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In a note preceding the upcoming G20 meeting in St. Petersburg, the IMF warned that the Federal Reserve’s planned taper of its bond-buying program threatens to harm emerging market economies. This isn’t a total surprise: it’s been an ongoing concern. The problem from the perspective of the EM countries (including Turkey, Brazil, India, Malaysia, Indonesia, and China) is that low interest rates in the US have allowed emerging markets to borrow cheaply. Now, however, companies and governments that borrowed in dollars but bring in most of their revenue in local currency have a problem: their currencies have started to weaken.
Last week, China officially warned the Fed that a taper would have detrimental effects on emerging market economies. The OECD wrote in its economic outlook report that “financial market turbulence – partly triggered by discussion of a tapering of quantitative easing in the United States – has highlighted difficulties facing a number of other emerging economies, especially those with large current account deficits”.
Fed officials, meanwhile, don’t seem overly concerned with the woes of global markets. At Jackson Hole, Terrence Checki from the New York Fed said that, “as much as we may like to find it, there is no master stroke that will insulate countries from financial spillovers”. This reaction is “dangerously insouciant,” Ambrose Evans-Pritchard writes. “The bank has made a series of errors over the past six years, the result of a ‘closed macro-economy model’ that fails to take full account of global interactions”.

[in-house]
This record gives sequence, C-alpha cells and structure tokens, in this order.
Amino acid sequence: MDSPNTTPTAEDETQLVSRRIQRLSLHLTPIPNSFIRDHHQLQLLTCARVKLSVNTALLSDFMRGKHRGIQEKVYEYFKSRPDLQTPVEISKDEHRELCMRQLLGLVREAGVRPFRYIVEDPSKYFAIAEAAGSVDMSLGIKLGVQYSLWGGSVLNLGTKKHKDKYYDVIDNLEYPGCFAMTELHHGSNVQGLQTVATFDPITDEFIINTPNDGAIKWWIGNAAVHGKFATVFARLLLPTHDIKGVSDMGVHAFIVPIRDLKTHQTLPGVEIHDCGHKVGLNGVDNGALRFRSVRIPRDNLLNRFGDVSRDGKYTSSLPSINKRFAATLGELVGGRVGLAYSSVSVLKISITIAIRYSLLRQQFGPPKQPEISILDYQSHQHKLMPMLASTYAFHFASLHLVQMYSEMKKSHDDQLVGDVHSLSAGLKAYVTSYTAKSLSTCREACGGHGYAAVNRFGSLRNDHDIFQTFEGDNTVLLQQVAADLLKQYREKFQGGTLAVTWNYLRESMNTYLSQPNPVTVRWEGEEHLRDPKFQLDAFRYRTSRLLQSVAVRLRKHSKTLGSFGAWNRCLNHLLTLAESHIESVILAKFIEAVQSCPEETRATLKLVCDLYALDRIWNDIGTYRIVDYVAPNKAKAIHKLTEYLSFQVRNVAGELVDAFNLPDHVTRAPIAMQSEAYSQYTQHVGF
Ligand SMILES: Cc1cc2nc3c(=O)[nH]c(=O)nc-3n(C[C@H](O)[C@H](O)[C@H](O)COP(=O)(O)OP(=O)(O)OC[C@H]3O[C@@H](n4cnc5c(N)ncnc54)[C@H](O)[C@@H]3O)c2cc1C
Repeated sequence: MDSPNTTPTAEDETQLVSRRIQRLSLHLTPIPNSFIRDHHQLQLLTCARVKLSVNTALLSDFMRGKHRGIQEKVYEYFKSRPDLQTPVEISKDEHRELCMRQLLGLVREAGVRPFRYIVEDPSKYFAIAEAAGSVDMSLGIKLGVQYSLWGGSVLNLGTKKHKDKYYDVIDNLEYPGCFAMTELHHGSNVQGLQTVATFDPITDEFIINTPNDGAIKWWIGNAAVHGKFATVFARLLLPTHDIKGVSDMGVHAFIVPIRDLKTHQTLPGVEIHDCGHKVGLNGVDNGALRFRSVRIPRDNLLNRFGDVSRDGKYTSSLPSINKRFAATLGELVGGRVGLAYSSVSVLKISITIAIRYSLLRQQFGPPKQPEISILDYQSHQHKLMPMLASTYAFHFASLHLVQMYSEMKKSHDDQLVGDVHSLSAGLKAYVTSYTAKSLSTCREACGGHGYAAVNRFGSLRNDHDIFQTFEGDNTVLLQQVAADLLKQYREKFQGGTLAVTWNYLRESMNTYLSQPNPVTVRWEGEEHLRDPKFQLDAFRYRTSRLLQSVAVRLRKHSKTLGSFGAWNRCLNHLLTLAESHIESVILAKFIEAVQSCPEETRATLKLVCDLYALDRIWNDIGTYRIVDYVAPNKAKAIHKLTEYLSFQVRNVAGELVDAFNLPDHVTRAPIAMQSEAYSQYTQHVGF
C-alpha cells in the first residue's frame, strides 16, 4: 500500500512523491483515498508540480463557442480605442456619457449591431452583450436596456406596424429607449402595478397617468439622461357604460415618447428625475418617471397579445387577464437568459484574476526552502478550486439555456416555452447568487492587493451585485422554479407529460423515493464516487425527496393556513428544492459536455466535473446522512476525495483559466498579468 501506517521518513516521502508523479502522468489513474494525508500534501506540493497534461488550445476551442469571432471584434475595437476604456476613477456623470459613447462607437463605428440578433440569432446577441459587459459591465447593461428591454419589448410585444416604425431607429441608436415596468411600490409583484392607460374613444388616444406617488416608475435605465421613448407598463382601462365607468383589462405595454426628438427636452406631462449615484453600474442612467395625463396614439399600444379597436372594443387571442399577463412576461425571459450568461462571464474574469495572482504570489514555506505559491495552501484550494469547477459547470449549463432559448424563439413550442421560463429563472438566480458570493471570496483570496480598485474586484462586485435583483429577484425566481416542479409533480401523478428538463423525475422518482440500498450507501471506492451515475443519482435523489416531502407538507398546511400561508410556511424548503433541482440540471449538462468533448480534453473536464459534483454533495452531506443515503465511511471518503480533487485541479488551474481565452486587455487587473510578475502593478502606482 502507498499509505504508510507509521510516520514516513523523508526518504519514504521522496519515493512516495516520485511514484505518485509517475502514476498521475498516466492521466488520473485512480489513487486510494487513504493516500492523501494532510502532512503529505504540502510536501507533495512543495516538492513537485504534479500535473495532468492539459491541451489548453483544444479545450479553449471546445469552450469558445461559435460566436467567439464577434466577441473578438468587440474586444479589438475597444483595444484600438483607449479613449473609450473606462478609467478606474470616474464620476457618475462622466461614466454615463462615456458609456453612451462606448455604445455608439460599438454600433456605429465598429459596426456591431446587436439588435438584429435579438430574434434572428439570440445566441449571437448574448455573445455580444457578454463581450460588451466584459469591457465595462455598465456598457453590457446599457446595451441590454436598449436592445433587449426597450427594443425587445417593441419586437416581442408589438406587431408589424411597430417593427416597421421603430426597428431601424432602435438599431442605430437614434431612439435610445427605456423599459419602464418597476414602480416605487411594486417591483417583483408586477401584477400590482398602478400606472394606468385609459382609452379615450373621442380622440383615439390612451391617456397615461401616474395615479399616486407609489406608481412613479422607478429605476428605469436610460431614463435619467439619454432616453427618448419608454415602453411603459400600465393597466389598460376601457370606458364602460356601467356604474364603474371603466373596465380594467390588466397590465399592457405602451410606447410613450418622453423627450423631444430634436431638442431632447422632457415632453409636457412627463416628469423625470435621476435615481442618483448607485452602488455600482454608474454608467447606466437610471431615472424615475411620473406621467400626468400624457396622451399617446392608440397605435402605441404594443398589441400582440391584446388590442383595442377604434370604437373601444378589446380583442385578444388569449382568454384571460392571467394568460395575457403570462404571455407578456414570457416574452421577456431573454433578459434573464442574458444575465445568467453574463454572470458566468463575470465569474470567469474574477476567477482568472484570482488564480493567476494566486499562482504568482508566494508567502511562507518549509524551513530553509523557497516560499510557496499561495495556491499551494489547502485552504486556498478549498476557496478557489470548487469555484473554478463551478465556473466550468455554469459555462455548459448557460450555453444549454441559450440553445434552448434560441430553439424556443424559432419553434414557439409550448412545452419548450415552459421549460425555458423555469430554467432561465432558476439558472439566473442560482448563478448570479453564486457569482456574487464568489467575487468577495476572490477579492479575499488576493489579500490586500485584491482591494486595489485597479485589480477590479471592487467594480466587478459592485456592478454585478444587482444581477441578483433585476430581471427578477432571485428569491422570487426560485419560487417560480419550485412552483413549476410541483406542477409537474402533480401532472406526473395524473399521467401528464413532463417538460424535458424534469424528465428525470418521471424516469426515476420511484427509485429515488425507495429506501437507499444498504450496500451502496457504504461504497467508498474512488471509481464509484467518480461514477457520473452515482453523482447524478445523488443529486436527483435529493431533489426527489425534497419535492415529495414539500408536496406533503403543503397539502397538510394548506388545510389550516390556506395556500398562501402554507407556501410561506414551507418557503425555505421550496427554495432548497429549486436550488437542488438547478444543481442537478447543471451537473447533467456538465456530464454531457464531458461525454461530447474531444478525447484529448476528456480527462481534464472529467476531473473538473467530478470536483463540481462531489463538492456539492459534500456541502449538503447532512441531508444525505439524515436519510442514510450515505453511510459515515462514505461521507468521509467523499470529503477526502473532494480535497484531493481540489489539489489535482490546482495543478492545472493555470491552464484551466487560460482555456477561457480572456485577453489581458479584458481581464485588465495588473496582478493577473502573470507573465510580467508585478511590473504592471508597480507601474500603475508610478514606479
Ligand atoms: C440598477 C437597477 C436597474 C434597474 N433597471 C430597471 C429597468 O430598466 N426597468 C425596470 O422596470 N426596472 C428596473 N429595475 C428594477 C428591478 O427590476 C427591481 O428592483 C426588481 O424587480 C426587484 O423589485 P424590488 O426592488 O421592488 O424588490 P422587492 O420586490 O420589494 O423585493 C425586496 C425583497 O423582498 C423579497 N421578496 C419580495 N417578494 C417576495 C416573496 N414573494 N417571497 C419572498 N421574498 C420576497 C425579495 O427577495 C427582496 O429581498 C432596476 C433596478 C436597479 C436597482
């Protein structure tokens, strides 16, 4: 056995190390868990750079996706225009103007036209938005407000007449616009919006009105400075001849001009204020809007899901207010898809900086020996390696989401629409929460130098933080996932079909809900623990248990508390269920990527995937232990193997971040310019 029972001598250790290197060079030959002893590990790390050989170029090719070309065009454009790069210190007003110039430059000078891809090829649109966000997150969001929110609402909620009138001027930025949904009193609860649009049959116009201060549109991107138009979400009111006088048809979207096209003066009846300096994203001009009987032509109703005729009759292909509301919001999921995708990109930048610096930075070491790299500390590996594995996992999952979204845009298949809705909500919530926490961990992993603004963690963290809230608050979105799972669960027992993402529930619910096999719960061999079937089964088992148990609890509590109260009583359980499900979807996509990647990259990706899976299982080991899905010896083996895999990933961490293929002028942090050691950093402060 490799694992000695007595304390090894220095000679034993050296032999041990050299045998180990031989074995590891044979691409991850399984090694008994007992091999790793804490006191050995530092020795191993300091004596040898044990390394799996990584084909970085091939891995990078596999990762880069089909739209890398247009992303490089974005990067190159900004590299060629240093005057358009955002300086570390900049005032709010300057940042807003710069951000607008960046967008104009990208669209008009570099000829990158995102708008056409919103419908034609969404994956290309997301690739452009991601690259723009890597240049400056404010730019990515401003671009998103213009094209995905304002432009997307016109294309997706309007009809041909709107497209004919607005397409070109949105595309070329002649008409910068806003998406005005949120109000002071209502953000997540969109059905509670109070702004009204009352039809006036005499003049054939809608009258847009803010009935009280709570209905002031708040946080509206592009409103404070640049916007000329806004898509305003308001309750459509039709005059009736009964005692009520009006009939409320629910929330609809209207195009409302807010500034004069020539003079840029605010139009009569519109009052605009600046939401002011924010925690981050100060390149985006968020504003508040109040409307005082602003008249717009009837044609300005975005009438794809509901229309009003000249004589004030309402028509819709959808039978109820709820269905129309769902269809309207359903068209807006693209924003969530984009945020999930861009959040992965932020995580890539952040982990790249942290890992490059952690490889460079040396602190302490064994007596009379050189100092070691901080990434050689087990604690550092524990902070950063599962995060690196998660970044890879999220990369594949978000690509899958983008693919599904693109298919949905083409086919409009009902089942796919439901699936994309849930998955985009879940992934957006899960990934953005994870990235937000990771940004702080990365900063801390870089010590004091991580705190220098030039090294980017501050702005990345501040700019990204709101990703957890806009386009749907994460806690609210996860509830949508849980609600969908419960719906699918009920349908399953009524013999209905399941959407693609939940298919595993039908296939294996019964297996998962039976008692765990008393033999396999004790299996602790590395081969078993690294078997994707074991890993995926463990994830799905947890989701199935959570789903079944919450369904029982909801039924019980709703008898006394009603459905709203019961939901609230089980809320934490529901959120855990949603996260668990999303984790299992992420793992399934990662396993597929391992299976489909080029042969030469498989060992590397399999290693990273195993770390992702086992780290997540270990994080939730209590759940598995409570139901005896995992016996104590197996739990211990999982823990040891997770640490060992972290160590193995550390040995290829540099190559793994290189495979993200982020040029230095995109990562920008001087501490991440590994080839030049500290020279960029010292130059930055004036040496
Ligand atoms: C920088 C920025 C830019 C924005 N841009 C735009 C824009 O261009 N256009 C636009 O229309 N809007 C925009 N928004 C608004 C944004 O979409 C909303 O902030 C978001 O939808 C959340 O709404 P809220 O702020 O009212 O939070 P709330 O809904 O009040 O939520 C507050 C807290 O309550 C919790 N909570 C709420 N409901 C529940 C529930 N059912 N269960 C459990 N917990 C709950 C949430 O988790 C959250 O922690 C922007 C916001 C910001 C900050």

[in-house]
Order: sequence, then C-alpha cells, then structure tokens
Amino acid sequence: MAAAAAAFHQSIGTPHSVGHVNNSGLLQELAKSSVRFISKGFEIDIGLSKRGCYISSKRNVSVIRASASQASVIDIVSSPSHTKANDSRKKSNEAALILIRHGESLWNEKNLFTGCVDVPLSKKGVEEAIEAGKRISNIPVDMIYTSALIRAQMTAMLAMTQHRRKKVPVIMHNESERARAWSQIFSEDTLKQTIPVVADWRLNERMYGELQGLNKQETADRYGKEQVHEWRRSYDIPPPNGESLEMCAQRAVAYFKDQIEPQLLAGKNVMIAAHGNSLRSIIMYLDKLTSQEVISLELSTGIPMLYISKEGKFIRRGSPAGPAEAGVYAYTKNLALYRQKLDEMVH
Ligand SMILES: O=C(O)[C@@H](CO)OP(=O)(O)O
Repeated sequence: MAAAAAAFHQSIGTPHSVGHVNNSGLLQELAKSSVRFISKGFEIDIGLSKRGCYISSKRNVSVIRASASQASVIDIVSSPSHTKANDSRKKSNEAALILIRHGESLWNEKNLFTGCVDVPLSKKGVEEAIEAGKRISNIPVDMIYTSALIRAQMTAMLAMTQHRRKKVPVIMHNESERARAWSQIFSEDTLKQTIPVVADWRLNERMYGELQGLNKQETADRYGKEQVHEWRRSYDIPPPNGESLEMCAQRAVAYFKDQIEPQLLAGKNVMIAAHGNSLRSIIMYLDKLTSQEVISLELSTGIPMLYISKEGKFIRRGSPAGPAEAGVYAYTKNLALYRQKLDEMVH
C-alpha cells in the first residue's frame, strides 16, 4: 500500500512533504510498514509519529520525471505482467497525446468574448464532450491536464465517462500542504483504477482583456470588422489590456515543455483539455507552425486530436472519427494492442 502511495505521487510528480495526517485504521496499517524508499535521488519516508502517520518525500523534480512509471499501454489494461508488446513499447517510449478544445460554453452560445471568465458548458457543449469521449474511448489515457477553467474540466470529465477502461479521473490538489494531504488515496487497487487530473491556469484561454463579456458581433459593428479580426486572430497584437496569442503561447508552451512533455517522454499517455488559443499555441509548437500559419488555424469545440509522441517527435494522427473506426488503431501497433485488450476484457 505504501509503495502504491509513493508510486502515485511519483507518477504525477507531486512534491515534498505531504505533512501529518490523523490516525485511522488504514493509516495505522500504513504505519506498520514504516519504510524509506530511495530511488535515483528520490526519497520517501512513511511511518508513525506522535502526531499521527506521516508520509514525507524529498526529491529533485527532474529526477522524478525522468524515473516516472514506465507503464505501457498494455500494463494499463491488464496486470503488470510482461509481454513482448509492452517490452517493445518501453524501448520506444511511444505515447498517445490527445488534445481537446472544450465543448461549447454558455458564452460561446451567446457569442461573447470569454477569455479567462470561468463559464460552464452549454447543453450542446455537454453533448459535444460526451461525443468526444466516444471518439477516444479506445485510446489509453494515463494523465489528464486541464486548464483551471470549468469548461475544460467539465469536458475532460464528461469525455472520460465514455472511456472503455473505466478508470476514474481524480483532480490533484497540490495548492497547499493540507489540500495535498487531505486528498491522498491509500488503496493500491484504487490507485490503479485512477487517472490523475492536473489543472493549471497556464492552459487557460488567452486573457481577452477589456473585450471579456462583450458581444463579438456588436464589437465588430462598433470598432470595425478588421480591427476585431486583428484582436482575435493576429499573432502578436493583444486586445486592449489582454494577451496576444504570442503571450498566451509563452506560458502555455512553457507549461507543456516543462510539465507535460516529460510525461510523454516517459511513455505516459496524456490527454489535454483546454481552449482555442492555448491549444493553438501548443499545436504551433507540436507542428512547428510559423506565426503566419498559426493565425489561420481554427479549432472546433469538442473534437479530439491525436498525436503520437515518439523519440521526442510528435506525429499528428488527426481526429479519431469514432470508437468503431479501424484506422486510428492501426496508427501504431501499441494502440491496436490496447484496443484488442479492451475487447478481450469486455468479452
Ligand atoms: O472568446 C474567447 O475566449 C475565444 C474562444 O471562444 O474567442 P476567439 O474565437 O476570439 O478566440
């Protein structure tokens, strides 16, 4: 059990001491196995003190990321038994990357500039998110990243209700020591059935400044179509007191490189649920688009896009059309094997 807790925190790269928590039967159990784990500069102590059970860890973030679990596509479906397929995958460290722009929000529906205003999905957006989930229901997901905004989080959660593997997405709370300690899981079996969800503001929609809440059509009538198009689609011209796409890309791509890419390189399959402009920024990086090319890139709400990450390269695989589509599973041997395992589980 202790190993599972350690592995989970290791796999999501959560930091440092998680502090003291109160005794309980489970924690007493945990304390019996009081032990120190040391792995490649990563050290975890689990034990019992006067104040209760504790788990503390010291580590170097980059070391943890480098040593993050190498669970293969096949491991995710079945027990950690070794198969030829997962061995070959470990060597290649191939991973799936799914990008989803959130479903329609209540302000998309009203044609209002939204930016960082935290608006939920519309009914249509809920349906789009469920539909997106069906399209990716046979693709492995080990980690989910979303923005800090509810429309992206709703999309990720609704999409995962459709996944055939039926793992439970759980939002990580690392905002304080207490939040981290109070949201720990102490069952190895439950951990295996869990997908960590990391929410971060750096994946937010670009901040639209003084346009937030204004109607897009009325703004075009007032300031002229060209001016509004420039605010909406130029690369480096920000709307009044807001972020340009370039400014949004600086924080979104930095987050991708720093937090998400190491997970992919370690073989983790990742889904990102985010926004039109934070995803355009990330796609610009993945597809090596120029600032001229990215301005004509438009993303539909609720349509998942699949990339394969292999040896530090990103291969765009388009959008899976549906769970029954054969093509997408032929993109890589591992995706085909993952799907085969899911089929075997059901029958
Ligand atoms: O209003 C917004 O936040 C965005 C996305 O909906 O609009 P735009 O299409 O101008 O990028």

For what it’s worth, John Makin doesn’t think the taper will last long: “the Fed will have to reverse itself (again) and start talking about “un-tapering” or QE4 at its December meeting”, he says, citing slowing growth and a drop in the inflation rate.
However, the emerging markets problem is about much more than the taper. Cardiff Garcia, who comes out relatively positive on EMs, summarizes the various worries:
Among the various possible causes normally cited are the Fed’s talk of tapering; the unwinding of carry trades; Chinese rebalancing; the pass-through effects of this rebalancing on commodity-exporters (Australia, South Africa, various countries in South America); the end of the commodity super-cycle generally; the limits to growth in countries that procrastinated on necessary structural changes; continued sluggishness by developed-country consumers; and dwindling investor patience with widening current account and budget deficits.
These issues have Kenneth Rogoff concerned: “The fact that relatively moderate shocks have caused such profound trauma in emerging markets makes one wonder what problems a more dramatic shift would trigger”. — Shane Ferro
On to today’s links: